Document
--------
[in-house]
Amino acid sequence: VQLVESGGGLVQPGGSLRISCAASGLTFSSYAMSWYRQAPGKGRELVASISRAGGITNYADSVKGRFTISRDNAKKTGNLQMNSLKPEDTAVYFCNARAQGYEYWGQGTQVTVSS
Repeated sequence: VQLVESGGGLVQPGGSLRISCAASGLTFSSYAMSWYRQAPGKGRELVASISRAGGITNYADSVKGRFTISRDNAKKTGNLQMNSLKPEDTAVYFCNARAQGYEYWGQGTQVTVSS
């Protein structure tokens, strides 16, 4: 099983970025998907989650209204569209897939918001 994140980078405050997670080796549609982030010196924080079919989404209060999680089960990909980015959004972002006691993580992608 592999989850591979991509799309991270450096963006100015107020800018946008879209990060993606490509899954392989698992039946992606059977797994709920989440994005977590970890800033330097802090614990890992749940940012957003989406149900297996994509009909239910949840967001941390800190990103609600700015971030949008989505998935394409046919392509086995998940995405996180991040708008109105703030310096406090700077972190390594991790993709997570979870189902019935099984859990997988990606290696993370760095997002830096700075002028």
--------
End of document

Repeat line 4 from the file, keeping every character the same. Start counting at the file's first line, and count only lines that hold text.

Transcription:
């Protein structure tokens, strides 16, 4: 099983970025998907989650209204569209897939918001 994140980078405050997670080796549609982030010196924080079919989404209060999680089960990909980015959004972002006691993580992608 592999989850591979991509799309991270450096963006100015107020800018946008879209990060993606490509899954392989698992039946992606059977797994709920989440994005977590970890800033330097802090614990890992749940940012957003989406149900297996994509009909239910949840967001941390800190990103609600700015971030949008989505998935394409046919392509086995998940995405996180991040708008109105703030310096406090700077972190390594991790993709997570979870189902019935099984859990997988990606290696993370760095997002830096700075002028």